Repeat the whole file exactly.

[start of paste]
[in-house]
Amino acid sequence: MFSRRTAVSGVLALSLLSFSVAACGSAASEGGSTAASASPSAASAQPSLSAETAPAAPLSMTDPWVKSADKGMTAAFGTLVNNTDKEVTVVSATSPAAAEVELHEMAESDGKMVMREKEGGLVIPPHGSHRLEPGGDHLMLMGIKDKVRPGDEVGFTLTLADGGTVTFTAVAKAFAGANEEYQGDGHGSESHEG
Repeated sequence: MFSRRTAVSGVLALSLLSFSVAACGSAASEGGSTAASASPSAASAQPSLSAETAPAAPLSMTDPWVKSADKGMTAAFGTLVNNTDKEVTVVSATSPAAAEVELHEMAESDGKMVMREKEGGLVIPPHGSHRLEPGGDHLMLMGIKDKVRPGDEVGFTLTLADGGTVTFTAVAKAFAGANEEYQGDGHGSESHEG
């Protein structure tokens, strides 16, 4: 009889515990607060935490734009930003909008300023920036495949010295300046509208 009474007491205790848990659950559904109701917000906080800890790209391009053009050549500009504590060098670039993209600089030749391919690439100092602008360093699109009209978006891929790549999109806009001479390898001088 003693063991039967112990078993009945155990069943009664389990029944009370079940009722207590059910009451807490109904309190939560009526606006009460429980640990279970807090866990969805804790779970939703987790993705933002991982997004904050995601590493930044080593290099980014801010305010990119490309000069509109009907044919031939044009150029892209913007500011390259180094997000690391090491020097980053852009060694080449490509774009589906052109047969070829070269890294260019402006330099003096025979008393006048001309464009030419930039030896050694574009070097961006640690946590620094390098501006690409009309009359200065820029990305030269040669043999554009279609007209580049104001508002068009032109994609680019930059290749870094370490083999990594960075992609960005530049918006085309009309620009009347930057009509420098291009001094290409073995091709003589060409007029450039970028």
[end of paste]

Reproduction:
[in-house]
Amino acid sequence: MFSRRTAVSGVLALSLLSFSVAACGSAASEGGSTAASASPSAASAQPSLSAETAPAAPLSMTDPWVKSADKGMTAAFGTLVNNTDKEVTVVSATSPAAAEVELHEMAESDGKMVMREKEGGLVIPPHGSHRLEPGGDHLMLMGIKDKVRPGDEVGFTLTLADGGTVTFTAVAKAFAGANEEYQGDGHGSESHEG
Repeated sequence: MFSRRTAVSGVLALSLLSFSVAACGSAASEGGSTAASASPSAASAQPSLSAETAPAAPLSMTDPWVKSADKGMTAAFGTLVNNTDKEVTVVSATSPAAAEVELHEMAESDGKMVMREKEGGLVIPPHGSHRLEPGGDHLMLMGIKDKVRPGDEVGFTLTLADGGTVTFTAVAKAFAGANEEYQGDGHGSESHEG
């Protein structure tokens, strides 16, 4: 009889515990607060935490734009930003909008300023920036495949010295300046509208 009474007491205790848990659950559904109701917000906080800890790209391009053009050549500009504590060098670039993209600089030749391919690439100092602008360093699109009209978006891929790549999109806009001479390898001088 003693063991039967112990078993009945155990069943009664389990029944009370079940009722207590059910009451807490109904309190939560009526606006009460429980640990279970807090866990969805804790779970939703987790993705933002991982997004904050995601590493930044080593290099980014801010305010990119490309000069509109009907044919031939044009150029892209913007500011390259180094997000690391090491020097980053852009060694080449490509774009589906052109047969070829070269890294260019402006330099003096025979008393006048001309464009030419930039030896050694574009070097961006640690946590620094390098501006690409009309009359200065820029990305030269040669043999554009279609007209580049104001508002068009032109994609680019930059290749870094370490083999990594960075992609960005530049918006085309009309620009009347930057009509420098291009001094290409073995091709003589060409007029450039970028």